TITLE: Senior Program Officer
FUNDING AREAS: Health, education, and homelessness
CONTACT: Visit PeopleFinder for email and phone number (paid subscribers only)
IP TAKE: Although Miranda is relatively new to the Richard and Susan Smith Family Foundation, she brings a lot of experience and enthusiasm to the table. Pitch your education program to her in terms of a small capital grant.
PROFILE: With more than 4,600 non-profit organizations in a city of 620,000 people, Boston has been tainted historically by turf issues and politics, where non-profit leaders are pitted against each other for severely limited funds. "There has been a great deal of competition, coupled with not enough resources. All of this leads to divide and conquer," commented Celina Miranda, senior program officer at the Richard and Susan Smith Family Foundation,in a Stanford Social Innovation Review case study in 2012.
The Richard and Susan Smith Family Foundation hired Miranda at the beginning of 2012 because of her grantmaking experience as vice president at an investment management company, BNY Mellon, and as a charitable giving manager at Boston-based non-profit charity The Hyams Foundation. At the time of her rire, Smith's executive director, Lynne Doblin, commented:
"Celina brings with her significant local grantmaking experience, strong research and academic credentials, content expertise in many of the program areas we fund, and strong ties to many of the communities we serve. We are delighted to begin a working relationship with Celina and know that she will strengthen the foundation's capacity to achieve its philanthropic goals in important ways."
Before racking up those resume points, Miranda picked up her bachelor's degree in Latin American literature and studies from Smith College and then a MSW and EdM from Boston University. She continues to stay well in-tune with philanthropic issues around the state as a member of the Massachusetts chapter of the Association of Fundraising Professionals and a moderator for a variety of philanthropic events.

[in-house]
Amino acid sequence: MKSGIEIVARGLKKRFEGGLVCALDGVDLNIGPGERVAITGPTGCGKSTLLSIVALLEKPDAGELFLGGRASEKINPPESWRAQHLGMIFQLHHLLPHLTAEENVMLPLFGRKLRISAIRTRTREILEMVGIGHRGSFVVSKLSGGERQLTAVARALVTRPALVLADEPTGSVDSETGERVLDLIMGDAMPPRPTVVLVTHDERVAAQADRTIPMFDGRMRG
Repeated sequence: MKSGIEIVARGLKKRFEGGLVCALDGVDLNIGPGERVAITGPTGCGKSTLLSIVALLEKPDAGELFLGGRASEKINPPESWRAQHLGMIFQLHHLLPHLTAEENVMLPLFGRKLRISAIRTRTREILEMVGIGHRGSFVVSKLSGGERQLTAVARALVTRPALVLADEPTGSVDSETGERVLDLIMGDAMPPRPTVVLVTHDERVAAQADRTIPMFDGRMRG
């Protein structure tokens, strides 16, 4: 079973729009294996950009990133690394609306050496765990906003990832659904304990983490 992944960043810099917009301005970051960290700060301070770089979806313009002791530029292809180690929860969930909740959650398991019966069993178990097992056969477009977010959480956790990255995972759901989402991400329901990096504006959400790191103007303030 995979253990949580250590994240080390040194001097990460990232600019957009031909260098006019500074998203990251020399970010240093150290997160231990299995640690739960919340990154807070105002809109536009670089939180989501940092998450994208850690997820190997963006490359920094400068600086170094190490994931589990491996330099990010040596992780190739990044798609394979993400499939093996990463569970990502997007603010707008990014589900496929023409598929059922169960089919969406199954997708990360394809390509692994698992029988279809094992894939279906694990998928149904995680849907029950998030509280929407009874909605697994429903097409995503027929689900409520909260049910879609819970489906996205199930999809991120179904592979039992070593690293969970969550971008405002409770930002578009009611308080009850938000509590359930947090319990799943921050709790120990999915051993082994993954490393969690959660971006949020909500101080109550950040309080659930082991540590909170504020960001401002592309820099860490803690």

Although three generations of the Smith family technically oversee the foundation's grantmaking, Miranda has a lot of influence over where the $10 million in funds go each year. As part of the foundation's Housing First program area, Miranda helped Boston Health Care for the Homeless secure a $558,623 grant to help community health workers better serve people who used to be homeless. She also helped the Pine Street Inn get $430,000 to build a housing structure for the homeless in 2012. As part of Smith's education grantmaking program, Miranda is helping to distribute $750,000 to the MATCH Teacher Residency training program and $680,000 to the Greater Boston chapter of Teach for America.
In a Boston Business Journal article, Miranda said that the hardest part of her job is turning away requests for grants because there simply aren't enough funds to go around. She describes herself as "eternally optimistic," likes listening to Sara McLachlan and vacationing in Puerto Rico, and believes that "every cloud has a silver lining." In her past work, Miranda has focused most of her philanthropic giving in the areas of affordable housing, literacy programs, and accessible education initiatives. Therefore, your best bet when trying to tug at Miranda's heart strings is to go the education route. Education is one of the Richard and Susan Smith Foundation's largest giving areas, and Miranda has plenty of experience working with grantees in this field.
Since the foundation is only accepting unsolicited applications for Small Capital Grants at this time, put out your feelers by giving Miranda a call or directing an email to her attention. If the initial conversation goes well, perhaps you could discuss the details with Miranda in more detail.